Definition of syndicated loan

What is a syndicated loan?

A syndicated loan, also called a syndicated bank establishment, is financing offered by a group of lenders — called union– who work together to provide funds to a single borrower. The borrower can be a business, a large project, or a sovereign government. The loan can involve a fixed amount of funds, a line of credit, or a combination of both.

Syndicated loans arise when a project requires too much of a loan for a single lender or when a project requires a specialized lender with expertise in a specific asset class. Loan syndication allows lenders to spread risk and participate in financial opportunities that may be too large for their individual capital base. The interest rates on this type of loan can be fixed or variable, depending on a reference rate such as London Interbank Offered Rate (LIBOR). LIBOR is an average of the interest rates that the world’s major banks borrow from each other.

Key points to remember

  • A syndicated loan, or syndicated bank facility, is financing offered by a group of lenders, called a syndicate, who work together to provide funds to a borrower.
  • The borrower can be a business, a large project, or a sovereign government.
  • Because they involve large sums, syndicated loans are distributed among several financial institutions to mitigate the risk in the event of default by the borrower.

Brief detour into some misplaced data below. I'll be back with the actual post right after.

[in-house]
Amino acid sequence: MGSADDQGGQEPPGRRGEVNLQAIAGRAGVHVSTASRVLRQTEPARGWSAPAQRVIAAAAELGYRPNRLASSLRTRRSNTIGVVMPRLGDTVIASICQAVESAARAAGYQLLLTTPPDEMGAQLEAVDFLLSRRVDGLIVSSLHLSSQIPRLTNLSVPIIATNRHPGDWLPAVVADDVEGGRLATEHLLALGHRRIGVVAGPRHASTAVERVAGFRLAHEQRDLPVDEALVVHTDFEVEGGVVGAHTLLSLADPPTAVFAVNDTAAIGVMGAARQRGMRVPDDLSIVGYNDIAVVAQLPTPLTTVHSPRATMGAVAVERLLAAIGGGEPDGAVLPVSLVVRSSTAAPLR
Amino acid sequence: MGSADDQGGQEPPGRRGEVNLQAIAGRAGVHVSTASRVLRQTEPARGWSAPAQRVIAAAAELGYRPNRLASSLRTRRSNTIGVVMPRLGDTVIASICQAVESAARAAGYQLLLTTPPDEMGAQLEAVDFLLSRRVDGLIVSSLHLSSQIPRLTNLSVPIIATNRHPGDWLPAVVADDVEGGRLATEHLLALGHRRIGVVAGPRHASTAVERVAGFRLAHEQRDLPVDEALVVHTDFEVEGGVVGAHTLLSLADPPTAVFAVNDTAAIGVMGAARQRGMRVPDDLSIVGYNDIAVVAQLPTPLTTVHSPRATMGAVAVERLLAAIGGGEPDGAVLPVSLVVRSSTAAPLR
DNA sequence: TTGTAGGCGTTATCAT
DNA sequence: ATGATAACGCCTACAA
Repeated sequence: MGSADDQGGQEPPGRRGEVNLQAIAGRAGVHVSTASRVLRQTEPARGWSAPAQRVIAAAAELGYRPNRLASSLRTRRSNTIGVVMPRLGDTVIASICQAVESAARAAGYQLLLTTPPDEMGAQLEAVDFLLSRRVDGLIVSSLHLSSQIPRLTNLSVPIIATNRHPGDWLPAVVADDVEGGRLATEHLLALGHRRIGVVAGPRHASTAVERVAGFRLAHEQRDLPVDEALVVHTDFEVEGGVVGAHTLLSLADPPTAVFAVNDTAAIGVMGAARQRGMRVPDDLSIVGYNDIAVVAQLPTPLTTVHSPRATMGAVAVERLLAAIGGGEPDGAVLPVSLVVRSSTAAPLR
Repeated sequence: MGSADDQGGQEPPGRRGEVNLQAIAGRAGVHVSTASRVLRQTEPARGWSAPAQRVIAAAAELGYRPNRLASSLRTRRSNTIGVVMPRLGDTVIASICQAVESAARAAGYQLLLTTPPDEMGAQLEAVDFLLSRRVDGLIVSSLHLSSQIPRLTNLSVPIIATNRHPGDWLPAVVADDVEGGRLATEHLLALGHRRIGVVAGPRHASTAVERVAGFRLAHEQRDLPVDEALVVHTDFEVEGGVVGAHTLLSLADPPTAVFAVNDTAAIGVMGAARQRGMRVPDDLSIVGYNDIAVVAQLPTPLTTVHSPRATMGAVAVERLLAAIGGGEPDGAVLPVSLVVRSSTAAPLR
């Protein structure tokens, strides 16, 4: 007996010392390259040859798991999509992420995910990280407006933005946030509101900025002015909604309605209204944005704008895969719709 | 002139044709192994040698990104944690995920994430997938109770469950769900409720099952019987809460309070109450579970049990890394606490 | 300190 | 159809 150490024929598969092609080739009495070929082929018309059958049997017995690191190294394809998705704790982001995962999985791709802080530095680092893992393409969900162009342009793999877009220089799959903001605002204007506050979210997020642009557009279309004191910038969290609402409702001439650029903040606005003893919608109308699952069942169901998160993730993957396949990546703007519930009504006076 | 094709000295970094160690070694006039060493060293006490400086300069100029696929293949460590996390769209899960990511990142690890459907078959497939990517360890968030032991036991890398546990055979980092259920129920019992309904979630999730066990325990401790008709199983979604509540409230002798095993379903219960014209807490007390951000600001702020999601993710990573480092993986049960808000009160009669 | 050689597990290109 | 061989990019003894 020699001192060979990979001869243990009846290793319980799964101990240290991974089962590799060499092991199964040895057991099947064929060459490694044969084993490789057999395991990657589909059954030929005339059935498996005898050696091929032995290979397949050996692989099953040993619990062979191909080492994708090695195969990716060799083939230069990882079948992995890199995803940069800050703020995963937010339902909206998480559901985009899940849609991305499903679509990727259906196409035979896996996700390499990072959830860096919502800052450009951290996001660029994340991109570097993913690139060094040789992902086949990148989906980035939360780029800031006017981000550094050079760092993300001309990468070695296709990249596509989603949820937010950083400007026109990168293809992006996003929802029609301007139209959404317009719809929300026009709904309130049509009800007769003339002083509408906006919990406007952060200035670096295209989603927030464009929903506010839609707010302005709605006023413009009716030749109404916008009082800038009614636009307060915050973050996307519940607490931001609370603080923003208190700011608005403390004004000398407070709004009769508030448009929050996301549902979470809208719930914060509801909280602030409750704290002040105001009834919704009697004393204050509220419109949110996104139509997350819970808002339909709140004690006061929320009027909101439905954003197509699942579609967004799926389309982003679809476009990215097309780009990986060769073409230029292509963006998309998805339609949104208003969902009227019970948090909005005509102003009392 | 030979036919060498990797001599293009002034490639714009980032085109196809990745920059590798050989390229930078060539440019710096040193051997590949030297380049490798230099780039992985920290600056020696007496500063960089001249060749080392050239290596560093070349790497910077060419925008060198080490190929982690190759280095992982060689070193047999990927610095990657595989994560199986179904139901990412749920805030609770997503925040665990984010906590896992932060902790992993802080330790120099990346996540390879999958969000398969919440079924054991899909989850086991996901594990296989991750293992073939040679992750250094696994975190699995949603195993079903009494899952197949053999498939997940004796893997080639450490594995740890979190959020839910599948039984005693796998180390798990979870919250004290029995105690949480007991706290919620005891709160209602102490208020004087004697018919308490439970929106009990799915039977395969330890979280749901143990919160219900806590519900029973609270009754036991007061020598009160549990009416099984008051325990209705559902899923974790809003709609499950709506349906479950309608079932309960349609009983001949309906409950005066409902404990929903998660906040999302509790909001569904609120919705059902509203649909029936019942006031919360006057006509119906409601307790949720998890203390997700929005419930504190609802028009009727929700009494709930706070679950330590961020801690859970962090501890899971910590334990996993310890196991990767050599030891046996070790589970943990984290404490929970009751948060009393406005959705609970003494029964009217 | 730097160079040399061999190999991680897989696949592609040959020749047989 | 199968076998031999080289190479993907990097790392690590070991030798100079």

Understanding a Syndicated Loan

In the case of syndicated loans, there is usually a lead bank Where subscriber, known as the principal arranger, agent or lender. The lead bank can set up a proportionately larger share of the loan, or it can perform tasks such as distributing cash flows among other union members and performing administrative tasks.

The main purpose of syndicated loans is to spread the borrower’s default risk among several lenders or banks, or institutional investors, such as pension funds and hedge funds. Since syndicated loans tend to be much larger than conventional bank loans, the risk of a single borrower defaulting could cripple a single lender. Syndicated loans are also used in the debt buyout community to finance large business acquisitions with primarily debt financing.

Syndicated loans can be made on a best effort basis, which means that if enough investors cannot be found, the amount the borrower receives is less than originally expected. These loans can also be split into duplicates slices for banks that finance standard revolving lines of credit and institutional investors that finance fixed rate term loans.

Because they involve large sums, syndicated loans are distributed among several financial institutions, which mitigates the risk in the event of default by the borrower.

Example of a syndicated loan

Syndicated loans are usually too large to be managed by a single lender. For example, Chinese company Tencent Holdings Ltd., the largest internet company in Asia and owner of popular messaging services WeChat and QQ, signed a syndicated loan agreement on March 24, 2017 to raise $ 4.65 billion. The loan agreement included commitments from a dozen banks with Citigroup Inc. acting as coordinator, mandated lead arranger and book runner, who is the primary underwriter of a new offering of debt securities that manages the “books”.

Previously, Tencent increased the amount of another syndicated loan to $ 4.4 billion on June 6, 2016. This loan, used to finance business acquisitions, was underwritten by five major institutions: Citigroup Inc., Australia and New Zealand Banking Group, Bank of China, HSBC Holdings PLC and Mizuho Financial Group Inc. The five organizations together created a syndicated loan which included a five-year facility split between a term loan and one revolver. A revolver is a revolving line of credit, which means the borrower can pay off the balance and borrow again.

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